They make em' different in Australia: Parlimentarianism and anarchy

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@ndy's picture
@ndy
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Apr 26 2012 04:56

Oh hai.

There's differences and similarities. Basically, I think that the idea that by voting an individual thereby endorses a system of political representation is mistaken, in a manner similar to that in which by engaging in consumption an individual therefore endorses commodity production ('How can you be against capitalism if you wear Brand X shoes?'). Of course, choosing not to vote or spoiling a ballot or whatevs doesn't have the same consequences as non-consumption does, but my point is that the argument has a similar logical structure. Whether or not voting is a good or useful thing is another question, and I think the arguments regarding it are pretty straight-forward and fairly well-known. Of course, it's possible to elevate (the right to/not) vote, abstain or 'spoil' a ballot to a matter of political principle -- as Langer did -- which is fine, but y'know...

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Apr 27 2012 01:41
Peter wrote:
Yes you have to put a number next to all candidates thusly 1,2,3...X.

1,2,2,2... used to be a valid vote. However old Maoist Albert Langer found out in the 96 election that although it was valid advocating it lands you in jail. Afterwards the law was changed so this was no longer a valid vote. See: http://en.wikipedia.org/wiki/Albert_Langer

I knew about the preferential vote system, but I didn't know you were forced to effectively vote for all of them. There's no voting option just to vote for one party? That seems even more undemocratic than the usual system, even though I've heard from Aussies that it's more democratic.

I found this interesting - from Wiki:

Quote:
Under this system, voters number the candidates on the ballot paper in the order of their preference. The preferential system was introduced in 1918, in response to the rise of the Country Party, a party representing small farmers. The Country Party split the anti-Labor vote in conservative country areas, allowing Labor candidates to win on a minority vote. The conservative government of Billy Hughes introduced preferential voting as a means of allowing competition between the two conservative parties without putting seats at risk. It was first used at the Corangamite by-election on 14 December 1918.

http://en.wikipedia.org/wiki/Electoral_system_of_Australia#Preferential_voting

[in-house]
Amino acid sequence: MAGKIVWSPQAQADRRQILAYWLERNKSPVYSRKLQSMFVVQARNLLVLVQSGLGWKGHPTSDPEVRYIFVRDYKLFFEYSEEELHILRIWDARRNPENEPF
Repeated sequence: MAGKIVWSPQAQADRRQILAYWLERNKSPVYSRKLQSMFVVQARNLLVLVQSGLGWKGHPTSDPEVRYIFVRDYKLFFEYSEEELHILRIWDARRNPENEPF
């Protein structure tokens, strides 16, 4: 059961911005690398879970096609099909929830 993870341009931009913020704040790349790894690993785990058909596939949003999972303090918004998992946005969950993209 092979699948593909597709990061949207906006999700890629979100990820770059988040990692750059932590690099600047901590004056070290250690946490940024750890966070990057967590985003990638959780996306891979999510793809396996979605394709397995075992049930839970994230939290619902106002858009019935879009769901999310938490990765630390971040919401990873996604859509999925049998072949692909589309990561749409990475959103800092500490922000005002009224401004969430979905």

A brief look at the Country Party seems to suggest they are Conservative in nature, so basically, what the preferential vote did was increase the chances of right-wingers getting into to office even more. Would this be a correct assumption?

For the record, I'll be in Oz for a year, so I'm trying to brush up on the local political system in the event of any potential arguments. wink

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Apr 27 2012 08:40

The Country Party became the National Party some yrs ago. It's in a formal Coalition w the Liberals on a national and state level and in QLD recently amalgamated w the Liberals to form the one party, the Liberal National Party or LNP (currently in office).

Whatever its origins, I'm not sure if preferential voting is advantageous to one side or the other; compulsory voting, otoh, is usually seen as such for Labor, as non-compulsory voting systems tend to mean that those on the lower-end of the socio-economic scale don't vote, and poorer constituencies (in Australia) tend to favour Labor. As I understand it, the main political impact of preferential voting is it allows for the major parties -- through the exchange of preferences -- to freeze out minor party challengers if they so choose. Otoh, where the major parties -- ie, Labor and the Coalition -- are at odds with one another, minor party candidates can sometimes squeeze through. Thus the first Green MP in the Federal House of Reps (former student Marxist Adam Bandt) was elected in Melbourne at the last Fed election partly 'cause the Liberals chose to direct their preferences to him rather than to Labor.

Tasmania has its own electoral system, one which tends to favour minor parties (in this case the Greens).

alb
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Apr 27 2012 13:24

It is interesting that the first Court decision on compulsory voting that made case law was the rejection of this argument:

Quote:
In Judd v McKeon (1926) 38 clr 380, Mr Judd provided the following reason for not voting at a senate election:
"All the political parties and their candidates participating in the election support and do all in their power to perpetuate capitalism with its exploitation of the working class, unemployment, prostitution, etc. The Socialist Labour Party, of which I am a member, stands for the ending of capitalism and the inauguration of socialism – and, consequently, its members are prohibited from voting for the aforementioned supporters of capitalism.(...) "
In the High court it was decided that this was not a valid and sufficient reason.
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@ndy
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Apr 27 2012 18:44

I don't understand. A rejection of which argument?

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Apr 28 2012 00:37

I think Alb means (correct me if I'm wrong!) the argument between Judd and McKeon that he quoted. The Socialists obviously didn't want to be forced to vote for one of the other parties, as they thought they did not represent their anti-capitalist views, in fact that the other parties would do, "all in their power to perpetuate capitalism". The judge said that's not a good enough answer and ruled in favor of compulsory voting.